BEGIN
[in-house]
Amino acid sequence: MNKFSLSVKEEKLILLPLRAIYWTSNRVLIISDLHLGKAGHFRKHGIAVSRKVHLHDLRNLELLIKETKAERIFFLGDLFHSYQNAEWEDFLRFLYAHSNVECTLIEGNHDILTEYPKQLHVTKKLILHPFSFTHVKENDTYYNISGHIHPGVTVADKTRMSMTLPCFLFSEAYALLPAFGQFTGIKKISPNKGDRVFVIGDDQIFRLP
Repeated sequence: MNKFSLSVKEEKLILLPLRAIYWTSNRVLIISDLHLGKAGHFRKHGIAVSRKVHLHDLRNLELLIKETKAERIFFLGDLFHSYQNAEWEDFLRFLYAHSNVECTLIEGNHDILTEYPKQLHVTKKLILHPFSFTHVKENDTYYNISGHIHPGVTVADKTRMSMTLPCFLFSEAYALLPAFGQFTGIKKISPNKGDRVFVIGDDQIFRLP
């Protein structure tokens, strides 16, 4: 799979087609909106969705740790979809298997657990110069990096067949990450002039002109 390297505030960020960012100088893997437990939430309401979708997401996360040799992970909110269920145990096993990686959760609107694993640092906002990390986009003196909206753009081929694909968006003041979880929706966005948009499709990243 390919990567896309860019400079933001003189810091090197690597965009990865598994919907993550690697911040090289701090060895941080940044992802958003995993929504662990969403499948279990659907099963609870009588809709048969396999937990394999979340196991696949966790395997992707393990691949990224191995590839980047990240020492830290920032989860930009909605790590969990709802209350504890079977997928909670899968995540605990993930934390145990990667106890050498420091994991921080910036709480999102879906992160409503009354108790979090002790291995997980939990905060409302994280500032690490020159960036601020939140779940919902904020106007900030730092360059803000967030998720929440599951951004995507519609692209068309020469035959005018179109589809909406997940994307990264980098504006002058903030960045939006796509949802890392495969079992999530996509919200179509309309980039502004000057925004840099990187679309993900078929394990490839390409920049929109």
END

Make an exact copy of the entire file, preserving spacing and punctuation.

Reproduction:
[in-house]
Amino acid sequence: MNKFSLSVKEEKLILLPLRAIYWTSNRVLIISDLHLGKAGHFRKHGIAVSRKVHLHDLRNLELLIKETKAERIFFLGDLFHSYQNAEWEDFLRFLYAHSNVECTLIEGNHDILTEYPKQLHVTKKLILHPFSFTHVKENDTYYNISGHIHPGVTVADKTRMSMTLPCFLFSEAYALLPAFGQFTGIKKISPNKGDRVFVIGDDQIFRLP
Repeated sequence: MNKFSLSVKEEKLILLPLRAIYWTSNRVLIISDLHLGKAGHFRKHGIAVSRKVHLHDLRNLELLIKETKAERIFFLGDLFHSYQNAEWEDFLRFLYAHSNVECTLIEGNHDILTEYPKQLHVTKKLILHPFSFTHVKENDTYYNISGHIHPGVTVADKTRMSMTLPCFLFSEAYALLPAFGQFTGIKKISPNKGDRVFVIGDDQIFRLP
């Protein structure tokens, strides 16, 4: 799979087609909106969705740790979809298997657990110069990096067949990450002039002109 390297505030960020960012100088893997437990939430309401979708997401996360040799992970909110269920145990096993990686959760609107694993640092906002990390986009003196909206753009081929694909968006003041979880929706966005948009499709990243 390919990567896309860019400079933001003189810091090197690597965009990865598994919907993550690697911040090289701090060895941080940044992802958003995993929504662990969403499948279990659907099963609870009588809709048969396999937990394999979340196991696949966790395997992707393990691949990224191995590839980047990240020492830290920032989860930009909605790590969990709802209350504890079977997928909670899968995540605990993930934390145990990667106890050498420091994991921080910036709480999102879906992160409503009354108790979090002790291995997980939990905060409302994280500032690490020159960036601020939140779940919902904020106007900030730092360059803000967030998720929440599951951004995507519609692209068309020469035959005018179109589809909406997940994307990264980098504006002058903030960045939006796509949802890392495969079992999530996509919200179509309309980039502004000057925004840099990187679309993900078929394990490839390409920049929109």